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Q&A

Posts tagged historical-linguistics

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Q&A Why "me too" and not "I too"?

I've been studying German lately, and came across something that sparked my curiosity: The way to say "me too" in German is "ich auch" - that is, "I too". A shallow glance at other Germanic languag...

1 answer  ·  posted 5mo ago by Moshi‭  ·  last activity 5mo ago by Jirka Hanika‭

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Q&A Has there ever been a situation of perfect bilingualism, without falling in diglossia?

In many places around the world there are different languages that coexist: some people speak one, some the other, and many can speak both. There are as many cases as situations: some of the langu...

0 answers  ·  posted 6mo ago by fedorqui‭  ·  edited 6mo ago by Moshi‭

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Q&A Where, here, and there: What is the origin, and can it be generalized?

I recently stumbled upon this wikipedia page and it got me thinking. Take a look at the following table (terms are lifted from the Wikipedia page) W (interrogative) H (proximal) T (medial)...

0 answers  ·  posted 6mo ago by Moshi‭

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Q&A Why didn't the same one (ancestor) language preponderate over China, Japan, Korea?

Don't hesitate to revise my post, particularly if you want to add maps. I'm basically extending this question on Reddit to Chinese. Unquestionably China, Korea, Japan are much closer to each other...

1 answer  ·  posted 1y ago by TextKit‭  ·  last activity 1y ago by Jirka Hanika‭

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Q&A What sound did the letter ℵ encode in ancient Hebrew, and why did it morph into the greek vowel Α?

Here are two claims I've often heard or read: The Hebrew language originally did not write down vowels. The Greek (and subsequently the Latin) alphabet developed from the Hebrew alphabet....

2 answers  ·  posted 1y ago by celtschk‭  ·  last activity 1y ago by Jirka Hanika‭

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Q&A What is the origin of the missing "to be" in sentences like "the car needs washed"?

I grew up in western Pennsylvania (US), where constructs like "the car needs washed" are common. I was taught (yes, in schools in that region) that correct formal grammar requires "to be" in this ...

1 answer  ·  posted 1y ago by Monica Cellio‭  ·  last activity 1y ago by Jirka Hanika‭

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Q&A What drives the complexity of a language?

Looking at English, its complexity seems to have been in constant decrease. For example, in the past, there were conjugations and a separate informal form of “you” (”thou”); all in all, the languag...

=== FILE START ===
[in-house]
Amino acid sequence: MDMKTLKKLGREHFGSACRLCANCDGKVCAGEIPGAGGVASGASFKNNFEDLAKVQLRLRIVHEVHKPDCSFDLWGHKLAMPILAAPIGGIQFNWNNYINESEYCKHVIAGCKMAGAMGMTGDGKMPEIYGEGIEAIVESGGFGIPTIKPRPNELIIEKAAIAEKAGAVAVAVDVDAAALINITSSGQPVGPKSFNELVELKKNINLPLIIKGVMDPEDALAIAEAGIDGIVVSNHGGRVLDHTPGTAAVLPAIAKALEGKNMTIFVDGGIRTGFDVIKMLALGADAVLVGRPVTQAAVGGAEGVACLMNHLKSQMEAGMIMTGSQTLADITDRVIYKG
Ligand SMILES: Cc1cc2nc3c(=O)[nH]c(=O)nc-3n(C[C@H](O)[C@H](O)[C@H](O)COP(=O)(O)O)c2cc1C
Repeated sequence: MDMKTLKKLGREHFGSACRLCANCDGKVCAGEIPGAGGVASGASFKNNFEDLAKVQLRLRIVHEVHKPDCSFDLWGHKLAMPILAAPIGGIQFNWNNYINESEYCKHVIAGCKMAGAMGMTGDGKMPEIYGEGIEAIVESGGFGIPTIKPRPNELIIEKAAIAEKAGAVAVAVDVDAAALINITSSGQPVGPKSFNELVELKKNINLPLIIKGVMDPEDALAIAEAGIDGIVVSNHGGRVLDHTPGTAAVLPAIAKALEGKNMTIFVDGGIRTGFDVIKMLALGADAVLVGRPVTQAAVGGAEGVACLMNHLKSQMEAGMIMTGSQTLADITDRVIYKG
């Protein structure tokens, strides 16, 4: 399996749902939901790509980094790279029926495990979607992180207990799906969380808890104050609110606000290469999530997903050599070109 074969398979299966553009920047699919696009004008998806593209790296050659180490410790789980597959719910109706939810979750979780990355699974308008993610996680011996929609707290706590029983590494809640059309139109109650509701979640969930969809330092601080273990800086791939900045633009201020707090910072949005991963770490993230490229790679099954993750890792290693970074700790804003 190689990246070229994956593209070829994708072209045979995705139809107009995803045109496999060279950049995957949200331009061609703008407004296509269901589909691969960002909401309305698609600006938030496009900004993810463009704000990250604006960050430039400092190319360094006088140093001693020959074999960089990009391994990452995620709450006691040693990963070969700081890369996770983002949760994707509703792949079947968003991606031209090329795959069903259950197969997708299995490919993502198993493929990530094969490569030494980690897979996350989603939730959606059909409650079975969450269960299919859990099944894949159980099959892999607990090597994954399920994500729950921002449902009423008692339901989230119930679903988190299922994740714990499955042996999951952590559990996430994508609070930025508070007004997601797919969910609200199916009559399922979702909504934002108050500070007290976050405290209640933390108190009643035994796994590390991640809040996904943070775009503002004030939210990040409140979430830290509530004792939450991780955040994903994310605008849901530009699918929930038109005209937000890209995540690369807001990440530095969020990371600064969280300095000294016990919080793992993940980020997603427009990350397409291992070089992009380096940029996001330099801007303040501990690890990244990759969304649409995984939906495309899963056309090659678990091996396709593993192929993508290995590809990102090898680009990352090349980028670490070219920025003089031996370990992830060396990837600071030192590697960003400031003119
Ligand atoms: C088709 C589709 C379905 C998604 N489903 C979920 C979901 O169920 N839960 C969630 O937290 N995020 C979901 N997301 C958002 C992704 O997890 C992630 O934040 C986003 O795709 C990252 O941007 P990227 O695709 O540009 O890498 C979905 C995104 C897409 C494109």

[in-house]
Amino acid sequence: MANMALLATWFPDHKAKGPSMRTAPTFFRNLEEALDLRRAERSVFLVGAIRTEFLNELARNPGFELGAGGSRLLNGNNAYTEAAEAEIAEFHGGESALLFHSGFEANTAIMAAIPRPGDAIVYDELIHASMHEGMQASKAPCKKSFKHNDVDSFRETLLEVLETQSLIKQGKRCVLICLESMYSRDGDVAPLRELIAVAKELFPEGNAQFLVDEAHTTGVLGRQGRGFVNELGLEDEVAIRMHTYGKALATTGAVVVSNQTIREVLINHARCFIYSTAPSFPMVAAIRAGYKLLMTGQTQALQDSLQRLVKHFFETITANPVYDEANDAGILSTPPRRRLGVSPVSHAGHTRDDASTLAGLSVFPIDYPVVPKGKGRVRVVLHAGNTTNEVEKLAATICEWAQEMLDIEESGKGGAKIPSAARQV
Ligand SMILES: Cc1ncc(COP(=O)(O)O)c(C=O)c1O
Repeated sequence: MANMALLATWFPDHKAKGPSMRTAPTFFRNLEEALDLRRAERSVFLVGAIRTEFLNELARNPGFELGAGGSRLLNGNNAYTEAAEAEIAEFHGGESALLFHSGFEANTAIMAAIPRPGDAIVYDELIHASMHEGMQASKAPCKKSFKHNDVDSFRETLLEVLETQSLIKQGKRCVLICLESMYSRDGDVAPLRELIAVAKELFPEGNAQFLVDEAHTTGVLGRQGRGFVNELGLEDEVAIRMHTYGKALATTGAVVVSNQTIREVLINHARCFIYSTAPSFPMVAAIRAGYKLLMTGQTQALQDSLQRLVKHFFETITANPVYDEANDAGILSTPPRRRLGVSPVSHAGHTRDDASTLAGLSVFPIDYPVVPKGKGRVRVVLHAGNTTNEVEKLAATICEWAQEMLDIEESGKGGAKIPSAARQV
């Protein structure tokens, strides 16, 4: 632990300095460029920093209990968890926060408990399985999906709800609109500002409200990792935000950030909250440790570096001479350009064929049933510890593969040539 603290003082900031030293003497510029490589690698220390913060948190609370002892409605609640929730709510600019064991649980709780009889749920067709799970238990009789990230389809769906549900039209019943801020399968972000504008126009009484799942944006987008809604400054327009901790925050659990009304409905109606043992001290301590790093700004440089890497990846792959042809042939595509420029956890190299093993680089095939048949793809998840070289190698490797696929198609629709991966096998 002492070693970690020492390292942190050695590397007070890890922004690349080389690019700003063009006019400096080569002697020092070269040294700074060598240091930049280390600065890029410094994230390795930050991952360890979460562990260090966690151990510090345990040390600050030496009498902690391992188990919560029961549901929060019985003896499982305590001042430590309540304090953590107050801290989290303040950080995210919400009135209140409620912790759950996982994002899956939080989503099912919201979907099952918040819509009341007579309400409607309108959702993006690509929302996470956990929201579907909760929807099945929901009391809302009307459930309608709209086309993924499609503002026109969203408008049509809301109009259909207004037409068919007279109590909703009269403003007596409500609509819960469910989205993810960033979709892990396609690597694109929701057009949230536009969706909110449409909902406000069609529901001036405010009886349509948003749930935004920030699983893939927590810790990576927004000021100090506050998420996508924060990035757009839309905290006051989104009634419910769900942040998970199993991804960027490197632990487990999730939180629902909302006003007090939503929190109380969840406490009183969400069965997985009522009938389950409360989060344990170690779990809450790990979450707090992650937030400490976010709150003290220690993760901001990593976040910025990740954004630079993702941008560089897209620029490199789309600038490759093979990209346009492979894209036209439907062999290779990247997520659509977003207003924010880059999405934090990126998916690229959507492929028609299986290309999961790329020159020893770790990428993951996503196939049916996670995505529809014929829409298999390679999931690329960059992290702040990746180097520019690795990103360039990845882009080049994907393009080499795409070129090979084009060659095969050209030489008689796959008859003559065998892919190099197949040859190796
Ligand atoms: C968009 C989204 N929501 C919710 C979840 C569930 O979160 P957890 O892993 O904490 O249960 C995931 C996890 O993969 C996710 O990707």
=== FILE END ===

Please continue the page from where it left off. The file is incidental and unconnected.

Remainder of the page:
1 answer  ·  posted 2y ago by celtschk‭  ·  last activity 2y ago by Jirka Hanika‭

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Q&A Is Swedish more conservative than Danish and Norwegians?

I have read somewhere that Swedish is more conservative than the other continental North Germanic languages, Norwegian and Danish. Clearly Icelandic is more conservative then these all. But is the ...

1 answer  ·  posted 2y ago by tommi‭  ·  last activity 2y ago by Jirka Hanika‭

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Q&A Why is linguistics limited in how much it can look back in time?

I've often seen that "we can only look back in time a short distance in linguistics". What prevents linguistics from deducing information far in the past? Is this limit something that can be pushed...

1 answer  ·  posted 2y ago by user53100‭  ·  last activity 2y ago by Jirka Hanika‭

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Q&A Has Japanese always had the polite "masu" form?

Japanese has what is known as the "polite form"/"masu form" and the "plain form". Notably, the two forms have completely different conjugations despite having the same meaning, differing only in po...

1 answer  ·  posted 2y ago by Moshi‭  ·  last activity 2y ago by Jirka Hanika‭

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Q&A How do linguists determine historical pronunciation?

There were two recent questions (here and here) about historical pronunications. I know that languages evolve in sound over time, but how do linguists determine what the original phonology was seve...

1 answer  ·  posted 2y ago by Sigma‭  ·  edited 2y ago by Moshi‭

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Q&A How do I pronounce historical French correctly from times when the language was in transition?

I sing in a choir that performs medieval and renaissance music in several languages I don't otherwise speak. When we are unclear about pronunciation, we look for recordings from reputable performe...

1 answer  ·  posted 2y ago by Monica Cellio‭  ·  last activity 2y ago by user8078‭

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Q&A How were ת & ט pronounced historically?

In Sephardi or Israeli Hebrew today, ט and ת are pronounced the same, at least to my non-native ear, something like /t/. In Ashkenazi Hebrew, on the other hand, sometimes ת is pronounced like ס (...

1 answer  ·  posted 2y ago by Monica Cellio‭  ·  last activity 2y ago by msh210‭

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